That law does stipulate that starting this summer state-licensed drug treatment centers will only be allowed to refer patients to certified sober homes. 


FARR hopes that compels recovery residence operators to ask for certification. 


FARR tells Local 10 News Arms of Hope has never applied for certification. 


Vazquez spoke with the person the Arms of Hope website identified as the President of Operations. At first he said he would do an interview and then didn’t respond to our follow-up request. 


“FARR Certification confirms provider compliance with national quality standards and code of ethics in addition to certain other criteria established by Florida Statute 397.487,“ explained FARR President John Lehman.

“While voluntary, effective July 1, 2016, certification is a prerequisite for receiving referral from behavior healthcare providers licensed by the Department of Children & Families."


Web Extra: About FARR


"FARR is a nonprofit organization dedicated to enhancing the quality of recovery support services offered by recovery-oriented housing operators. Ethical operators, who seek and achieve FARR Certification, applaud law enforcement efforts to rid our space of predatory opportunists whose only objective is to profit from this vulnerable population. We encourage all stakeholders possessing direct knowledge of noncompliance with ethical practices to file a grievance by visiting ww.farronline.org.”


File a grievance with FARR


Web Extra: 'The Need' 


FARR Information:

Section 397.487, F.S. establishes a voluntary certification program for recovery residences

The Florida Association of Recovery Residences, Inc. is currently approved by the department as a credentialing entity for recovery residences. 

DCF tells Local 10 News that at this time, FARR is the only entity to have requested such approval; however, the department may approve multiple credentialing entities should other agencies meeting the statutory criteria.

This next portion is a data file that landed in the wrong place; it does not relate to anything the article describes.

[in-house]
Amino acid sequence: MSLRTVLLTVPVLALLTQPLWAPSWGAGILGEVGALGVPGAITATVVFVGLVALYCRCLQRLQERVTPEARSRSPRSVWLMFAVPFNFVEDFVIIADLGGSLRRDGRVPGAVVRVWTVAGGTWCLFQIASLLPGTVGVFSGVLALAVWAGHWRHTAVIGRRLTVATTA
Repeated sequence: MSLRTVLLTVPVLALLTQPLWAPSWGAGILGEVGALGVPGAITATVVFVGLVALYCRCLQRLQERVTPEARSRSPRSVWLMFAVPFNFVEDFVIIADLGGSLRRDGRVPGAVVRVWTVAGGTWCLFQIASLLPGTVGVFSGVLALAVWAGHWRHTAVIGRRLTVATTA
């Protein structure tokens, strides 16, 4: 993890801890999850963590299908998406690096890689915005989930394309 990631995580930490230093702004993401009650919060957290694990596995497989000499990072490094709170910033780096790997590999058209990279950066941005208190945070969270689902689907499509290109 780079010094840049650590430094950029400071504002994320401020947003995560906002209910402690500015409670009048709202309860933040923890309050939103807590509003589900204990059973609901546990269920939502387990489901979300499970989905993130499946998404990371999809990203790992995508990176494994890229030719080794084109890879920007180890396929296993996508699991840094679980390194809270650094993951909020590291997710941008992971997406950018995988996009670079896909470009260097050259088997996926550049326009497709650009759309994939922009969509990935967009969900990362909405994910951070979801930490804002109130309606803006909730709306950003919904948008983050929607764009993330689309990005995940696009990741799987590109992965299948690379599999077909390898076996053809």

The FY15-16 General Appropriations Act (Special Appropriation 377J) directed the department to provide $100,000 "for the Florida Association of Recovery Residences to further develop infrastructure to national standards that effectively supports initial and on-going recovery residence certification." The department contracts with FARR to complete those tasks; this is a separate issue from becoming a credentialing entity.  



Sen. Jeff Clemens, D-Lake Worth sponsored a bill this legislative session that takes aim at the marketing practices of operators.  

SB 1138: Ethical Marketing Practices for Substance Abuse Services: Prohibiting substance abuse treatment providers and operators of recovery residences from engaging in certain marketing practices; providing that the violation of the prohibition against certain unethical marketing practices by a provider or operator is a violation of the Florida Deceptive and Unfair Trade Practices Act; expanding the Florida Deceptive and Unfair Trade Practices Act to include protections for people with diagnosable substance abuse disorders and other disabling conditions and civil penalties for those who commit violations against such people, etc.

Effective Date: 07/01/2016

Last Event: 01/21/16 S CS by Children, Families, and Elder Affairs read 1st time -SJ 243 on Thursday, January 21, 2016 6:10 PM


Rep. Bill Hager, R-Boca Raton is sponsoring a related house bill. 

HB 823: Substance Abuse and Recovery Fraudulent Business Practices Pilot Project: Provides legislative findings; establishes Substance Abuse & Recovery Fraudulent Business Practices Pilot Project within Office of State Attorney for Fifteenth Judicial Circuit; provides for appointment & terms of members & establishes duties of an advisory panel; authorizes state attorney to terminate project; requires report to Governor & Legislature.

Effective Date: upon becoming a law

Last Event: 1st Reading on Thursday, February 11, 2016 5:17 PM